Public Lab Research note

Titan 2 IR

by cfastie | | 5,459 views | 5 comments |

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Once again I have been remiss in field testing the aerial camera rigs that I have been designing and building. The Titan 2 Rig has been available at the KAPtery for five months, but I flew it for the first time last week. Everything performed as expected, and the custom rig I flew is now for sale at the KAPtery. This package includes the Titan 2 dual camera rig, a Picavet suspension, two cameras (normal and IR), and electronics to trigger the cameras in synchrony.
The Titan 2 Rig with two PowerShot A590s and timer under a Picavet suspension.
The flight was over the Middlebury College Organic Farm in Vermont on a windy afternoon. A Sutton Flowform 16 kite easily lofted the rig for a one hour flight while more than 500 pairs of RGB and infrared photos were captured. It was very sunny, so on both cameras I set the ISO at its slowest speed (80) and the locked the shutter speed at 1/800 second. The Canon A590 has a built-in shutter priority mode, so the exposure of each shot was set automatically by adjusting the aperture. The A590 also has real manual focus, so I locked focus on infinity.
One of the many visible/infrared photo pairs from the flight (top, from normal RGB and NIR converted cameras), and a false color IR image (NRG) and normalized difference vegetation index (NDVI) image made from the photo pair.
The IR modified A590 is a full spectrum camera because I removed the internal IR block filter without replacing it with anything. The A590 has a removable ring which reveals a bayonet mount for a filter tube. I attached a filter tube to each camera, and threaded a 720 nm optical glass infrared filter onto the tube of the full spectrum camera. This filter blocks most visible light so all three channels in photos from this camera are NIR images. The filter passes some visible light which allowed the exposure settings to be the same as for the unmodified camera. I could have used a more pure NIR filter, but then a slower shutter speed or higher ISO would have been required.
The MK111 timer was set to trigger both cameras every six seconds. The MK111 allows both the interval between 5 volt pulses and the length of the pulse to be set. This is good because while the old version of CHDK responded just to the pulse interval, shooting on alternate pulses, the newest version gets ready to shoot when the pulse starts and shoots when the pulse ends (this is the trick that allows precise synchrony). The MK111 can work with either version of CHDK. I installed the new version of CHDK on the SD cards in both cameras.

Above: Full resolution map of the organic farm embedded from If this does not display, you can see it here:

I used Ned Horning's Fiji plugin to match the pairs of visible and NIR photos and make false color IR and NDVI images from each pair. Then I used Microsoft ICE to stitch together about 30 or 40 of the lower altitude images into mosaics. This was done three times: for RGB, NRG, and NDVI. ICE was able to stitch the RGB and NRG images easily, but I had to do the NDVI images in two steps and then patch the two parts together in Photoshop. There was no ground control applied to the stitching process, so these "maps" are somewhat distorted representations of geography.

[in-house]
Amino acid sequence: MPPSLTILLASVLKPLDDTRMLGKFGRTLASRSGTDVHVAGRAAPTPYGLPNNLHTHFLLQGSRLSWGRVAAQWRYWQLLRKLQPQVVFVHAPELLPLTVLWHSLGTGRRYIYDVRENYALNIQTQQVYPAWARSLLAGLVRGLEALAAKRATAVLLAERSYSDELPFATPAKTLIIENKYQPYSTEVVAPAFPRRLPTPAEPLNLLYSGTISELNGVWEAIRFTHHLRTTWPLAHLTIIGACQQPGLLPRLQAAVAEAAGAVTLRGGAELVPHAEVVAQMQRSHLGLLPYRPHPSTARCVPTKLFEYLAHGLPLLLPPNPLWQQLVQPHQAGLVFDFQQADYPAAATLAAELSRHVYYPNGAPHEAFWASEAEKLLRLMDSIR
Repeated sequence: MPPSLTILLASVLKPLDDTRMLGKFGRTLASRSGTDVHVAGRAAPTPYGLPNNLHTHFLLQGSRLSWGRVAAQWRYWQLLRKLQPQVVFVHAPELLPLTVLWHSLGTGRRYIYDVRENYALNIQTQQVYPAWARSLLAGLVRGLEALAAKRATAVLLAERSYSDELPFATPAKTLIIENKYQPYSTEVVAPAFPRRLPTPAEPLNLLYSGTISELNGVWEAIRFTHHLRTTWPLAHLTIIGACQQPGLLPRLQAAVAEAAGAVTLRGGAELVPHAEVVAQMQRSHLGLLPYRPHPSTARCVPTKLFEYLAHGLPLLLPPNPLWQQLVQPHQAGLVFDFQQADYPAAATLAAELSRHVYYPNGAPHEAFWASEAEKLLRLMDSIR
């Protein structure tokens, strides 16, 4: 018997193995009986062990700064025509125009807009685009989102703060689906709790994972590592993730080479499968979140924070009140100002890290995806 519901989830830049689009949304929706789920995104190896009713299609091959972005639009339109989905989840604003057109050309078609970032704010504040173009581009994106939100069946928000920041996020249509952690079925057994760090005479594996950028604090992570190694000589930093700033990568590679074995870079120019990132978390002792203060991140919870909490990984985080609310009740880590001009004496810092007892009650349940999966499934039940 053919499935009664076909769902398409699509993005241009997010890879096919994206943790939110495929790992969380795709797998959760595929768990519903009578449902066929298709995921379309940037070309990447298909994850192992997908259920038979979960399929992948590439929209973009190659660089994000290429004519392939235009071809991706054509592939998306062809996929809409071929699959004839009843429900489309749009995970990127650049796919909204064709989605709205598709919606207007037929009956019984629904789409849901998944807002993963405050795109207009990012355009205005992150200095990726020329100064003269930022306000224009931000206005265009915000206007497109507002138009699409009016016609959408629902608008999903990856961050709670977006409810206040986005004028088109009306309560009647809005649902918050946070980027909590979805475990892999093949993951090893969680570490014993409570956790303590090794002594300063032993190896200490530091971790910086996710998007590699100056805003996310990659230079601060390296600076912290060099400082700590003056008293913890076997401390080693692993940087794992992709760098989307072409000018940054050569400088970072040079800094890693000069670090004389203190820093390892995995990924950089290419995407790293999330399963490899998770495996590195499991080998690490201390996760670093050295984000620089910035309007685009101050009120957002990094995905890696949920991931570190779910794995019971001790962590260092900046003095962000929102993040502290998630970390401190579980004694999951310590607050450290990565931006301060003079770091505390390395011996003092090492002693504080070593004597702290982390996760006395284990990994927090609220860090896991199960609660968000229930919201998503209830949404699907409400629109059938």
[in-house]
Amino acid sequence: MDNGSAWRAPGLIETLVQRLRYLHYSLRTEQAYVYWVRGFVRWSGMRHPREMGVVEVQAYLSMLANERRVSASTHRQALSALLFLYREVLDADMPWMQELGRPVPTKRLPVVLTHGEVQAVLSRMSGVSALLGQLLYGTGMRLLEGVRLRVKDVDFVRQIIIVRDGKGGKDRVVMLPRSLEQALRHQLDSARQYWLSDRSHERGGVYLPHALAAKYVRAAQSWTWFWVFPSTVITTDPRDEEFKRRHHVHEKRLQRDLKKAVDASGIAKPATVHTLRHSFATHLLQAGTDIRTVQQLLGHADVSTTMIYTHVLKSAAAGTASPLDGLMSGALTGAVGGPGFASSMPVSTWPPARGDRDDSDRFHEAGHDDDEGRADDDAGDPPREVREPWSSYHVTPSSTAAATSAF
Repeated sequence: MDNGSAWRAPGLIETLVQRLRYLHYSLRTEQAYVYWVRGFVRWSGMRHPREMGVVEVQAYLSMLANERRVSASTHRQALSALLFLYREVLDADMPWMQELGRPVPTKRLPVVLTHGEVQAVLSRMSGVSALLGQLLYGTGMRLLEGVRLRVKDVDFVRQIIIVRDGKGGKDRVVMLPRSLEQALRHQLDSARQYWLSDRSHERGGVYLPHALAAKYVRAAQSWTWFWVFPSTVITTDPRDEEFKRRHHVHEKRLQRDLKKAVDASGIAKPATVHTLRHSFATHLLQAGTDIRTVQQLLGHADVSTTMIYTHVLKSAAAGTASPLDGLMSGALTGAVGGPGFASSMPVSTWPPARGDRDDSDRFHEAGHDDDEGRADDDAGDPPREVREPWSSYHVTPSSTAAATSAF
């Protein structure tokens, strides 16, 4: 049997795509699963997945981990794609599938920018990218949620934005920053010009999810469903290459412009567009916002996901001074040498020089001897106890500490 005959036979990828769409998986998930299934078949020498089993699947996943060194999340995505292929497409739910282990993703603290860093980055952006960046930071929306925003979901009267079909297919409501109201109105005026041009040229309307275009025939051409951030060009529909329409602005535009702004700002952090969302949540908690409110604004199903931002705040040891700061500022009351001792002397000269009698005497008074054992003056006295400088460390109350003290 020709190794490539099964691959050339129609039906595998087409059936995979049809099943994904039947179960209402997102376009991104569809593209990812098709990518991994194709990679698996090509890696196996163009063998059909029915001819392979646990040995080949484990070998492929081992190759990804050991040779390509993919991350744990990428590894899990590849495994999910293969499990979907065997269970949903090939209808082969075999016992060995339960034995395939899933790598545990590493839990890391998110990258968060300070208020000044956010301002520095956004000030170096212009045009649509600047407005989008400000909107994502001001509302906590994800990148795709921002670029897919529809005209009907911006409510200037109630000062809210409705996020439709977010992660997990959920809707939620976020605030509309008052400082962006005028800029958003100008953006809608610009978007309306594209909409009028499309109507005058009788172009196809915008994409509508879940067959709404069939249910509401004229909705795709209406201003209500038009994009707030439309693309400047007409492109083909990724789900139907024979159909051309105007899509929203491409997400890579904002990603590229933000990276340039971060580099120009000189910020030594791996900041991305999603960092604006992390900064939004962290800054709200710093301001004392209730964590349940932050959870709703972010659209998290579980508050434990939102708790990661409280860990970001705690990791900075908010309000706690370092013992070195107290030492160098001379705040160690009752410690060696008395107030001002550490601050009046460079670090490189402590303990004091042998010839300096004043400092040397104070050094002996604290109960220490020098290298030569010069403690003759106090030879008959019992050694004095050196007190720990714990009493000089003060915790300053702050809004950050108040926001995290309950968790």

All the camera and camera rig gear used on this flight is part of the Titan 2 IR Rig package (like these) for sale at the KAPtery for $279. It includes the Titan 2 Rig, Picavet, cameras, SD cards, filter tubes, filter, and shutter trigger electronics. The gear for sale is exactly what we flew at the organic farm and what appears in these photos, so everything is assembled and tested. Batteries not included.


Excellent results. The package is a great value.Thanks!

Excellent !

chris, how does one create the embedded display you've made in Gigapan. i love the way you can display your photos.

I've tried signing up for gigapan, but all of my photos less than a GB were rejected...are you paying for a service?


Is this a question? Click here to post it to the Questions page.

Hi Scott, A Gigapan account is free, although you can pay for commercial features. The minimum limit on all gigapan uploads is 50 megapixels (not megabytes). Most real gigapan panoramas are much bigger than that, so that was originally a filter to keep out non-gigapan uses of the site. Now just a few photos from new cameras can be stitched together to meet that threshold. If you have 10 photos stitched together into a map, and the map is exported at full resolution, it is probably close to 50 megapixels. If not quite there, just add a border around it, or use Photoshop to increase the resolution a bit. The map image embedded above is 150 MP.

Don't forget to make snapshots with captions before you generate the embedding code.


hmmm, having trouble making snapshots, but i finally got this to work! these files are so huge..

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